Impact of Paternity Errors in Cow Identification on Genetic Evaluations and International Comparisons

G. Banos,*,1 G. R. Wiggans,† and R. L. Powell†
*Interbull Centre, Department of Animal Breeding and Genetics, Swedish University of Agricultural Sciences, 75007 Uppsala, Sweden †Animal Improvement Programs Laboratory, Agricultural Research Service, USDA, Beltsville, MD 20705-2350

ABSTRACT The impact of paternity identification errors on US genetic evaluations and international comparisons of Holstein dairy bulls for milk, fat, and protein yields was investigated. Sire identification was replaced for 11% of Holstein cows that were sired by AI bulls and had records in the US database for national genetic evaluations; US evaluations were computed based on those modified pedigrees and compared with official national evaluations. Estimated breeding values from the data with introduced paternity errors were biased, especially for later generations. Estimated genetic trends decreased by 11 to 15%. Estimates of standard deviations of sire transmitting ability also decreased by 8 to 9%. International multitrait across-country comparisons of bulls were computed based on national evaluations from the United States, Canada, New Zealand, and The Netherlands. Estimates of genetic correlations between the United States and other countries decreased by 0.04 to 0.06 when US evaluations were based on modified pedigree. The resulting bias toward selection of domestic bulls and the inability to identify truly superior animals that are available internationally could decrease potential selection differentials by 0.07 to 0.09 standard deviation units on the US scale, which corresponds to sire breeding values of approximately 50 kg for milk, 3 kg for fat, and 1.7 kg for protein. Losses for the other countries were lower and ranged from 0.02 to 0.05 standard deviation units, because a correlation of less than unity with the United States decreased the impact of US cow paternity errors on the scales of other countries. Although paternity verification is desirable and technically feasible, commercial implementation would require low testing costs.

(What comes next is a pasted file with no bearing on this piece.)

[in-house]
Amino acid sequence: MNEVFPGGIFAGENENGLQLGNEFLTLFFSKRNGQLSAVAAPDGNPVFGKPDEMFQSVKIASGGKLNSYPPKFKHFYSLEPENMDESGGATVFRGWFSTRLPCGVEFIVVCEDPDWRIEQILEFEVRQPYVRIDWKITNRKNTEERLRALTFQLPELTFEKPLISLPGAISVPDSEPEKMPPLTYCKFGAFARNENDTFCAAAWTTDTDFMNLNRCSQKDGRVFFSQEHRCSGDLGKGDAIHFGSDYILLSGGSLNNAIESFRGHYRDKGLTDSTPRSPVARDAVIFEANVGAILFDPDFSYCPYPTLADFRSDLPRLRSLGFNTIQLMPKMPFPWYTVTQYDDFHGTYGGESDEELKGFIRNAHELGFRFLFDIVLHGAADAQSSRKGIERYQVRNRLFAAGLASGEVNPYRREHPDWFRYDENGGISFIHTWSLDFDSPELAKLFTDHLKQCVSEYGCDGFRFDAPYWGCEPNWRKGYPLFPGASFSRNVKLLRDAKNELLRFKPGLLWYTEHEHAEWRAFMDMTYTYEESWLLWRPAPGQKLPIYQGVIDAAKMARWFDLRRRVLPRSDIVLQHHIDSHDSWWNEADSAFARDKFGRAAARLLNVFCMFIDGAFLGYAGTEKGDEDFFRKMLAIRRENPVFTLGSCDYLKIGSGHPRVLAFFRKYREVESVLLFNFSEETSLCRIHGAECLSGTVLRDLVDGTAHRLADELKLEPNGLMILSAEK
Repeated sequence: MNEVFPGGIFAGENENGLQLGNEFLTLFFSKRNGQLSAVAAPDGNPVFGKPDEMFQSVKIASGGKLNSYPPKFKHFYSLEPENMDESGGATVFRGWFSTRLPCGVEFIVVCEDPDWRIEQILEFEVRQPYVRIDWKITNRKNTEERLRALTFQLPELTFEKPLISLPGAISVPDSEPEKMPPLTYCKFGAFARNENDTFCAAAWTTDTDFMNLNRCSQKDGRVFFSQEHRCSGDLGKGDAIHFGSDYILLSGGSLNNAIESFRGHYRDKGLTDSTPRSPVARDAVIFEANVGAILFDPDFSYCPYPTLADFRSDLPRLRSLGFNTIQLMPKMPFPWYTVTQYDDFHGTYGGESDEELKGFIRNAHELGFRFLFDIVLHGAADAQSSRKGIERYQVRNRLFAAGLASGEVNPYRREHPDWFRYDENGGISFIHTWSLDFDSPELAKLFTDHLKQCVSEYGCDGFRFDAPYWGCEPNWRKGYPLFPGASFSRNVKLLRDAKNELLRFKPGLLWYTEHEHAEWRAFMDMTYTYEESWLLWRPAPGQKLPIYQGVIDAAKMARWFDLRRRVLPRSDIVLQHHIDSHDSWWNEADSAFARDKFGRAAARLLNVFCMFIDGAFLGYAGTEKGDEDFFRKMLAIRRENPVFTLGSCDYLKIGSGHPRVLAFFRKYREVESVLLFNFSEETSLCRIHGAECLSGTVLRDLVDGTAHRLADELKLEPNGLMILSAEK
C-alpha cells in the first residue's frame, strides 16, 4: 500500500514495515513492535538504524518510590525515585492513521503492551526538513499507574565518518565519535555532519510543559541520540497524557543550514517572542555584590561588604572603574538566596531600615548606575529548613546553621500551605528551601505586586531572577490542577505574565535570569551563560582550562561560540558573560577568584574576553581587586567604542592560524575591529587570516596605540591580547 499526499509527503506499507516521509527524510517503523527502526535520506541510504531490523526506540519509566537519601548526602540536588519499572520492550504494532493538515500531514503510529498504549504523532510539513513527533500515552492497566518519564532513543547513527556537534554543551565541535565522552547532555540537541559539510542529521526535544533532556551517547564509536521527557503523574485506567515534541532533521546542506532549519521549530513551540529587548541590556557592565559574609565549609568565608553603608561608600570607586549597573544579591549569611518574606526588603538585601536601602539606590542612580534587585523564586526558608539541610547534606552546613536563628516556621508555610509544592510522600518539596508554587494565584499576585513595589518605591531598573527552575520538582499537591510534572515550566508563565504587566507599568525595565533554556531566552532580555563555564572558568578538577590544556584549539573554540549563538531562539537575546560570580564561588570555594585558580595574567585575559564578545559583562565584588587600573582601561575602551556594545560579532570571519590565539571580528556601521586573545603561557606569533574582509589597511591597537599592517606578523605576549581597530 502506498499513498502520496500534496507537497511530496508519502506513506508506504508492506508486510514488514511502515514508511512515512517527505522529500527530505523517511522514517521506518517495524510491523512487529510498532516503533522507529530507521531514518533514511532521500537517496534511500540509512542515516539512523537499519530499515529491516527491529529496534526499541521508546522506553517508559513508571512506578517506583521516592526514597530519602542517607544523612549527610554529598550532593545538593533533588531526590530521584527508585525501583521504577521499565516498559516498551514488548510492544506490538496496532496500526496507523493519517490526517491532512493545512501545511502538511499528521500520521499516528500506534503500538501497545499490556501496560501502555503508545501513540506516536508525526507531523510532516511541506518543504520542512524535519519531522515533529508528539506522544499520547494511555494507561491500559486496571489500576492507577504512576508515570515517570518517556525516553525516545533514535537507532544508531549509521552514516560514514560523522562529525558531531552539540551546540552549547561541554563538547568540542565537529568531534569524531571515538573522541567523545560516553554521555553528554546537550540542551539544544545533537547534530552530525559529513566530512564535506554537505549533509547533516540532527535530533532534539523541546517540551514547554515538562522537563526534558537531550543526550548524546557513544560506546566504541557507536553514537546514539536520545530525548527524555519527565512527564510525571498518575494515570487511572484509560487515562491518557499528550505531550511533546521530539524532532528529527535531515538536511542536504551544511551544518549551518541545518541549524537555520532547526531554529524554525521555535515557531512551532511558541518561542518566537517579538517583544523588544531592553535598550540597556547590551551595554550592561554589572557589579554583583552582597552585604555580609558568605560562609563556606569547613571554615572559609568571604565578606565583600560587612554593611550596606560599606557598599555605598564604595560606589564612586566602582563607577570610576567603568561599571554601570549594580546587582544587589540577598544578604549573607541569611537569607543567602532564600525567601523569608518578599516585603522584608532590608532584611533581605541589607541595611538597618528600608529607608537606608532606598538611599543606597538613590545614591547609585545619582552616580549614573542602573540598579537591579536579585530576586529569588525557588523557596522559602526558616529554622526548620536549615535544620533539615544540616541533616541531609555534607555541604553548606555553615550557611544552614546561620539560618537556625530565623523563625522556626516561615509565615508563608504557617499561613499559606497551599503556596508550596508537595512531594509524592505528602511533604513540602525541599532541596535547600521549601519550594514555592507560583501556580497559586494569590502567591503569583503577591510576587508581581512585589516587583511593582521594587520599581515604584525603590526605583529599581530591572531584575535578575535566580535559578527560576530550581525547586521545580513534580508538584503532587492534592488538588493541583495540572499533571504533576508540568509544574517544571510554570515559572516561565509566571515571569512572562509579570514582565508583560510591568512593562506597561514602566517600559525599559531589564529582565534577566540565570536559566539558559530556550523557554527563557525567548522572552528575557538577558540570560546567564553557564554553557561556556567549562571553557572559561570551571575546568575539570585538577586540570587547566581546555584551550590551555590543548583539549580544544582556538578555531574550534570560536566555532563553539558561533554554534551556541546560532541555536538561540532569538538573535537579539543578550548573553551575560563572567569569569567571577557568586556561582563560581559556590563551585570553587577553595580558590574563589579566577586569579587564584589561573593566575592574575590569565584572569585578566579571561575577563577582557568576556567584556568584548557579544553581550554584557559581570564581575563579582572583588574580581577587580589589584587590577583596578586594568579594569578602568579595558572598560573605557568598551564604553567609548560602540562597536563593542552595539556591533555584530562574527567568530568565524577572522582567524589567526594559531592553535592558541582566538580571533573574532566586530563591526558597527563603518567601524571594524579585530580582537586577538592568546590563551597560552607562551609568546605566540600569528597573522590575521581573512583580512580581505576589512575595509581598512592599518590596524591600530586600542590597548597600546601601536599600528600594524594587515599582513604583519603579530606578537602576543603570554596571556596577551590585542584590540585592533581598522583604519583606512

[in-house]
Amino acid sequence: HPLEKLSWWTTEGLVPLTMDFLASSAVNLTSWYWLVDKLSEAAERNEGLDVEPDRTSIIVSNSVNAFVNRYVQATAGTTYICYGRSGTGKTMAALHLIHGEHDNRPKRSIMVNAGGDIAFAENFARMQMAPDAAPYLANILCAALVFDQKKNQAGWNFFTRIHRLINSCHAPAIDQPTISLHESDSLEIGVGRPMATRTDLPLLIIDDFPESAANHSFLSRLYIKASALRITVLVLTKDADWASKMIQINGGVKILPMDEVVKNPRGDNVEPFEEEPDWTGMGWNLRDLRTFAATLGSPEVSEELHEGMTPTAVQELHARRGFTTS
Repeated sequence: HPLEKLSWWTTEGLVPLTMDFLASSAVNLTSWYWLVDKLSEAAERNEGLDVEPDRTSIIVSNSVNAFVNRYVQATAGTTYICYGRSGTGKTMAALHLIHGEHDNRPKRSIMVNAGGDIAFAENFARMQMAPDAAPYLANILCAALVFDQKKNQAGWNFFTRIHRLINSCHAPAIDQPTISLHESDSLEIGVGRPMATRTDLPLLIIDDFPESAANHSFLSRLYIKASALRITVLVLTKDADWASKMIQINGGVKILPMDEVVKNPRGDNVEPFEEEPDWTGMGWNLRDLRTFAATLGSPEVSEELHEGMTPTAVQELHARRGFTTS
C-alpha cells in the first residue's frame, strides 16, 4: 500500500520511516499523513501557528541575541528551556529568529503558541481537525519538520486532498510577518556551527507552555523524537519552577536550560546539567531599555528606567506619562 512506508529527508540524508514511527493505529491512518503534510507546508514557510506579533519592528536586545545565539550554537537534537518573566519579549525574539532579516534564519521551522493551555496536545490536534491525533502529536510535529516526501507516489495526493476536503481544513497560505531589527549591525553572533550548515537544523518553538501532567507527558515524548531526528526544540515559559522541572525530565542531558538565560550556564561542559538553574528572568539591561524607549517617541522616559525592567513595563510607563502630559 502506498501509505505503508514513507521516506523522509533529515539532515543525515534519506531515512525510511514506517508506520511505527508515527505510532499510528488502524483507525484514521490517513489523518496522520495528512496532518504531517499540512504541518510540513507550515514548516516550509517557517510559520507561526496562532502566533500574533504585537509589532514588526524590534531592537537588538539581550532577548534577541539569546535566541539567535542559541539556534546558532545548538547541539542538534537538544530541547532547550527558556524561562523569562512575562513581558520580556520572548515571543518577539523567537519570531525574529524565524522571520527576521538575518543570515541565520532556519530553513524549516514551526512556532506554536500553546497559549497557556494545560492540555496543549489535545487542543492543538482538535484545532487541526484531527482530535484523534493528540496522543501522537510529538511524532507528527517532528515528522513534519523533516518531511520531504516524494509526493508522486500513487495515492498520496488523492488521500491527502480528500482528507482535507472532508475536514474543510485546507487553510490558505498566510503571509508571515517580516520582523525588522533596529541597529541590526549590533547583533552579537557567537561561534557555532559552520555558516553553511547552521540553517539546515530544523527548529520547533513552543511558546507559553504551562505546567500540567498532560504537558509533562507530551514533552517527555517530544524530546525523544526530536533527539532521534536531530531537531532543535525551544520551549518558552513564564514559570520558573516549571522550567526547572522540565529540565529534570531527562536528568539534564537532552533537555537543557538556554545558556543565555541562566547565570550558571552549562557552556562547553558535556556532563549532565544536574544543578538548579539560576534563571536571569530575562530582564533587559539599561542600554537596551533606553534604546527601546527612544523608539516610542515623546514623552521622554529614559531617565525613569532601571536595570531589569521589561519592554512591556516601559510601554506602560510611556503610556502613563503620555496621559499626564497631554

(Key words: pedigree error, genetic evaluation, international comparison, dairy cattle)

2001 J. Dairy Sci. 84:2523-2529

© 2001, by the American Dairy Science Association. All rights reserved.